Beginning in July of 2013 the Commerce and State Departments, as well as the Bureau of Industry and Security (“BIS”), began publishing proposed revisions to the export control laws on products and technology. In October final rules were implemented by executive order and administrative regulations. Further revisions and reclassification of products were made in January 2014. These changes are intended to simplify the classification and review process for determining licenses required and outright bans on specific products exported to specific nations.
There are three primary areas of reform under the President’s Export Control Reform Initiative. The first is the gradual consolidation of separate lists under multiple enforcement regimes into a single list of controlled items, beginning with shifting many products previously listed on the U.S. Munitions List (“USML”), regulated under the International Traffic in Arms Regulations (“ITAR”), to the Commodity Control List (“CCL”). A second area of reform is the redefinition of specially designed items, a reform which has major significance to the automotive industry. The third area is a simplification of the export licensing and approval process.
The consolidation to a single list of controlled items is intended to ease the licensing burdens on many items and will eliminate the prior prohibitions on the export of certain items. These specified products will still be subject to controls but the system for approval and licensing is revised to attempt a more predictable and less burdensome process than under ITAR. Items shifted from the USML list to the CCL list include certain aircraft, ground vehicles used for military purposes, turbine engines and test equipment and components.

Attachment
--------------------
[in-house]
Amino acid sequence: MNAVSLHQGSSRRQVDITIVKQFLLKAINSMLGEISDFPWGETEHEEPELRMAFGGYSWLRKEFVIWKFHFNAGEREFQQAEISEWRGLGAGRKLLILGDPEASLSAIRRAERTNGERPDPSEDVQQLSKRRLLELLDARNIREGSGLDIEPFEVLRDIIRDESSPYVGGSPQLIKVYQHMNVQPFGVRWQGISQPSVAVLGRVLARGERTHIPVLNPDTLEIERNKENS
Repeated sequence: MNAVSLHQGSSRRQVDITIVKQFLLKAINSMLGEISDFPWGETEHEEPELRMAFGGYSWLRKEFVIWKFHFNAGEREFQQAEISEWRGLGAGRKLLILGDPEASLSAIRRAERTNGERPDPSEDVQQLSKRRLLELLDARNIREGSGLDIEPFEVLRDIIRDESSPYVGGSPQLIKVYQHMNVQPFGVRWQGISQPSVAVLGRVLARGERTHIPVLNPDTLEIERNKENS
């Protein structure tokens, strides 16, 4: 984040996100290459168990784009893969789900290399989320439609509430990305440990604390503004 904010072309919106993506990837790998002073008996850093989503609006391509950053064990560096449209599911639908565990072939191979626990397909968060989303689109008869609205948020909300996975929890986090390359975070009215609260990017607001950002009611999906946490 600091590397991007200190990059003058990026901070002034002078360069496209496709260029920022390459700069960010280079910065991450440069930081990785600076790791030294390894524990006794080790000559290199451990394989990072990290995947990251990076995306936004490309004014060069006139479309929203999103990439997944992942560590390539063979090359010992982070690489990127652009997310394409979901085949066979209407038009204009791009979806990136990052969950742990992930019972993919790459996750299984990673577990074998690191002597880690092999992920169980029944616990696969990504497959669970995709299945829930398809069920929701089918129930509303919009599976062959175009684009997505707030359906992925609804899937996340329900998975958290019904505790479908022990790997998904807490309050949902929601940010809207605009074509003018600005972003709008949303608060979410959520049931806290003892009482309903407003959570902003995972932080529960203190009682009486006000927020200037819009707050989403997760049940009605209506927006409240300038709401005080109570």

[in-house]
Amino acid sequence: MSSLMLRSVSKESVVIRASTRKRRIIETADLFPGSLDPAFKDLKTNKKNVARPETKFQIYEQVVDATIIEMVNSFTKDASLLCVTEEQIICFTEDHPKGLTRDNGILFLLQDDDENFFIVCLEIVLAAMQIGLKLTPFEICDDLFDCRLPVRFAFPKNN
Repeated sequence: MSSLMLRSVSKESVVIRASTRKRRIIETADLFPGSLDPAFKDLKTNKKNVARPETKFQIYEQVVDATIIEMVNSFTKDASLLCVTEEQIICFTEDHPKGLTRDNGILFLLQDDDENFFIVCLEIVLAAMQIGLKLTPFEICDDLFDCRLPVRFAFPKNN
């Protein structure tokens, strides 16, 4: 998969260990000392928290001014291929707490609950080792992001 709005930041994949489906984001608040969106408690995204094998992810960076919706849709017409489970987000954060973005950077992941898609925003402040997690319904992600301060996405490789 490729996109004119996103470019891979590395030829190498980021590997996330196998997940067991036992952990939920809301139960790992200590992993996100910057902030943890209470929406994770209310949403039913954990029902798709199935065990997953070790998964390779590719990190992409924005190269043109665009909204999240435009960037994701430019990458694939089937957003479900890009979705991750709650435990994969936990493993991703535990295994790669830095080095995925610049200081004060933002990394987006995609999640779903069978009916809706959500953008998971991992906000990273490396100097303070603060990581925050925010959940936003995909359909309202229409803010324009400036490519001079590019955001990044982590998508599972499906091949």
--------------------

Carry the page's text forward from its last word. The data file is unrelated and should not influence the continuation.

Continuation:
Item descriptions were clarified to remove some of the inherently vague descriptions under the prior lists, allowing more definite identification. Products may now be identified with specific criteria such as speed, weight, dimensions, accuracy and other more objective measurements. Automotive components, for example are more easily categorized. A single consolidated screening list is available at the export.gov website.
Specifically exempted from ITAR restrictions on “specially designed” products are those allowed prior export, nuts, bolts and screws, and certain items developed for commercial (not military) use. Many automotive components, parts and systems built for commercial vehicles are subject to less restrictions and many may be exported without a license.
Companies that export products or technology should conduct a review to determine how the new rules and regulations apply to them. Certain items may be grandfathered under existing licenses, but to the extent the new rules apply, companies will need to invest time and effort to be ready when their existing licenses expire.
For assistance with import and export or other government regulatory matters, please contact James Y. Rayis at (248) 457-7173; firstname.lastname@example.org.